This article describes the clinical utility and feasibility of proposed DSM-5 criteria and measures as tested in the DSM-5 Field Trials in Routine Clinical Practice Settings (RCP).
RCP data were collected online for six months (October 2011 to March 2012). Participants included psychiatrists, licensed clinical psychologists, clinical social workers, advanced practice psychiatric–mental health nurses, licensed counselors, and licensed marriage and family therapists. Clinicians received staged, online training and enrolled at least one patient. Patients completed self-assessments of cross-cutting symptom domains, disability measures, and an evaluation of these measures. Clinicians conducted diagnostic interviews and completed DSM-5 and related assessments and a clinical utility questionnaire.
A total of 621 clinicians provided data for 1,269 patients. Large proportions of clinicians reported that the DSM-5 approach was generally very or extremely easy for assessment of both pediatric (51%) and adult (46%) patients and very or extremely useful in routine clinical practice for pediatric (48%) and adult (46%) patients. Clinicians considered the DSM-5 approach to be better (57%) or much better (18%) than that of DSM-IV. Patients, including children age 11 to 17 (47%), parents of children age six to ten (64%), parents of adolescents age 11 to 17 (72%), and adult patients (52%), reported that the cross-cutting measures would help their clinicians better understand their symptoms. Similar patterns in evaluations of feasibility and clinical utility were observed among clinicians from various disciplines.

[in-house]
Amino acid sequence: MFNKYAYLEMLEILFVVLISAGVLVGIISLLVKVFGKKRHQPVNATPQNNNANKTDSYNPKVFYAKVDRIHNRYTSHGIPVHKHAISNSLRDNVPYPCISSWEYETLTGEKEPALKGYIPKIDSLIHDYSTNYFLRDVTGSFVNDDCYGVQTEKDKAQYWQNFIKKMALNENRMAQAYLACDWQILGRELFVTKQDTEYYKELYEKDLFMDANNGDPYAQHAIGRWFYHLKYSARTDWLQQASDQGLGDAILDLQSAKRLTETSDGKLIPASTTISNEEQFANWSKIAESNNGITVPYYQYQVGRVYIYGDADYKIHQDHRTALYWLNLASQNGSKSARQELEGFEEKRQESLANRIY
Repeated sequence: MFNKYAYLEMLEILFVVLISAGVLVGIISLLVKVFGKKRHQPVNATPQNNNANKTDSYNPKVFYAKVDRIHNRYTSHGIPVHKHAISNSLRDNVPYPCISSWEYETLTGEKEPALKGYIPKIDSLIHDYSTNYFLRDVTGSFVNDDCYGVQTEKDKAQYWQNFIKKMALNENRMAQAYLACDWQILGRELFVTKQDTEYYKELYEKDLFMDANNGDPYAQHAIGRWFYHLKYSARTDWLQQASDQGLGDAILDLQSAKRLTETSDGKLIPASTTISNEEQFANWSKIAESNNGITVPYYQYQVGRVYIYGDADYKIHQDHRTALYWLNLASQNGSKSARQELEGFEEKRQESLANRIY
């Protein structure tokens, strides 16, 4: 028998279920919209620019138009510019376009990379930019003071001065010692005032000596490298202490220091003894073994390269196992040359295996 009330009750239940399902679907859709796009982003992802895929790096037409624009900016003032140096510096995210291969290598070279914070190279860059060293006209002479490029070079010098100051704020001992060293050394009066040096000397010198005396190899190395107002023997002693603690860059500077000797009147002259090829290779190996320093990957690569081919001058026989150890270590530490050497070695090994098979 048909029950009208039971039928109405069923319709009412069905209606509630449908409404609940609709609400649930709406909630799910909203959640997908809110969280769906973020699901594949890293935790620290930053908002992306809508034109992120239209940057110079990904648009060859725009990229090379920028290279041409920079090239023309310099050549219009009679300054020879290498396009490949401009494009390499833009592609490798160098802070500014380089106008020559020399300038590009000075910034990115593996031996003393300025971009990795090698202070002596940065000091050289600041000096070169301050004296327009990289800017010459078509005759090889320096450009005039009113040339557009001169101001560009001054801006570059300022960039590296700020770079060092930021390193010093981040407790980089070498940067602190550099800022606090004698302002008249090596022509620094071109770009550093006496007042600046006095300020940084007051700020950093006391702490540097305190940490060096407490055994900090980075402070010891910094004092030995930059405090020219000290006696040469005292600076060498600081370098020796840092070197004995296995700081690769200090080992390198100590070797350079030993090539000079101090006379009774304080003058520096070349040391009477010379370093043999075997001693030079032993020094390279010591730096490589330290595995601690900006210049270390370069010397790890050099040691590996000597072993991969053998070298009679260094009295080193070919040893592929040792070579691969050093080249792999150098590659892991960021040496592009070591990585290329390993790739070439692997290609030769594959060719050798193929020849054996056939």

The DSM-5 approach was feasible and clinically useful in a wide range of routine practice settings and favorably received by both clinicians and patients.